I don’t support the colonialist holiday most Americans celebrate today (we only celebrate Lā Kūʻokoʻa in this household), but it would be a mistake to not recognize how lucky I am every day and acknowledge everything I’m thankful for, especially this year when everything is scary and uncertain. I definitely benefit from a great deal of privilege compared to other people around the world, specifically when it comes to health, familial connections, and basic living necessities. This year, one of the main things I’m thankful for is the health and wellbeing of my family and friends. I always write about the ones I love most here and during a time where people are losing their loved ones suddenly and in terrifying ways, I want to recognize just how blessed I am to still be among everyone I care about. I’m lucky to live with my parents and grandparents (rent is extremely expensive all across America and people are being evicted at rapid rates since eviction moratoriums are either expiring or haven’t been put in place) and only a 15 minute drive from my sister. I also have the most amazing group of best friends (Kaiʻolu, Parker, Brandon, and Mikayla) here with whom I’ve been close for 8 or more years. Even throughout the pandemic we’ve found ways to spend time together outside so we can still have fun and enjoy each others’ company. Conor, Parker, and I formed the most fun and hilarious friendship a couple years ago, but we became extremely close last year and I couldn’t be happier with our trio. We used to go out together every other weekend, but now we go on hikes and eat lunch whenever we can. Jonathan and Lo have been my best friends since I started working with them in 2016 and even though I moved back home last year, our friendship has stayed exactly the same. I never worry that we’ll drift apart or we won’t have the same connection over the years because we talk all day long every single day and it’s like I never left. I can’t wait till traveling is safe again because I’ll be in Waco as soon as I can. Since I have to work under capitalism, I’m grateful to have a job where I’m happy 90% of the time and work with people I respect and feel connected to. Last November I was stuck in a working situation where I was miserable every day, had no friends, and felt no interest in the job I was doing. This year though, I love most of my coworkers and know the work we’re doing is important. I’m thankful they’ve taken such an interest in and created lasting friendships with me.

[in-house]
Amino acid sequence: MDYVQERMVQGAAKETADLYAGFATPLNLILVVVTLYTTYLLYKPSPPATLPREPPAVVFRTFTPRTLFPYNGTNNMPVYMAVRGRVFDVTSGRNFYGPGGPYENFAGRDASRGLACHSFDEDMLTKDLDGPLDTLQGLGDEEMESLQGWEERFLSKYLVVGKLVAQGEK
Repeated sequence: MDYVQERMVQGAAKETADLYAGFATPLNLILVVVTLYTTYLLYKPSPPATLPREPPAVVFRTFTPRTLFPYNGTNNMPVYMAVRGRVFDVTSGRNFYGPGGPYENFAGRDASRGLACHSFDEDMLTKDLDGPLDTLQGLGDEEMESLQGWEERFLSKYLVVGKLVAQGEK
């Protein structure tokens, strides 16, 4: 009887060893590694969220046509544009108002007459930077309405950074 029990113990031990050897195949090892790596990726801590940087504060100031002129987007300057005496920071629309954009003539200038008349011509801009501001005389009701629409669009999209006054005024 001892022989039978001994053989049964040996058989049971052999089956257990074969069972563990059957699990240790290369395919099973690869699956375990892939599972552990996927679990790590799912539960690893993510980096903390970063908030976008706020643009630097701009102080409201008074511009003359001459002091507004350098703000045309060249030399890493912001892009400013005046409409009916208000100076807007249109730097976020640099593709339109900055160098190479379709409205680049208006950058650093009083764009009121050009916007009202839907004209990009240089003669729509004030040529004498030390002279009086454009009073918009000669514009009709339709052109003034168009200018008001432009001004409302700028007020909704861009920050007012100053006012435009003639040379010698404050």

Every year, I think about the people in prisons and jails across America who are locked in cages instead of with their families and the people they love. I can’t imagine how devastating their holiday season (as well as every other day) is when they’re separated from their loved ones. While it’s nice to share everything I’m thankful for today, I also want to draw attention to the different bail funds that help release people from cages like the Hawaii Community Bail Fund because no one belongs in jail, prison, or immigrant detention. I hope we’ll all acknowledge those who are incarcerated, homeless, sick, or living in poverty so we can work with mutual aid groups, bail funds, and small organizations to provide people with what they need to live and thrive. We are all we have and collectively fighting for each other and a better world is what I’m especially thankful for.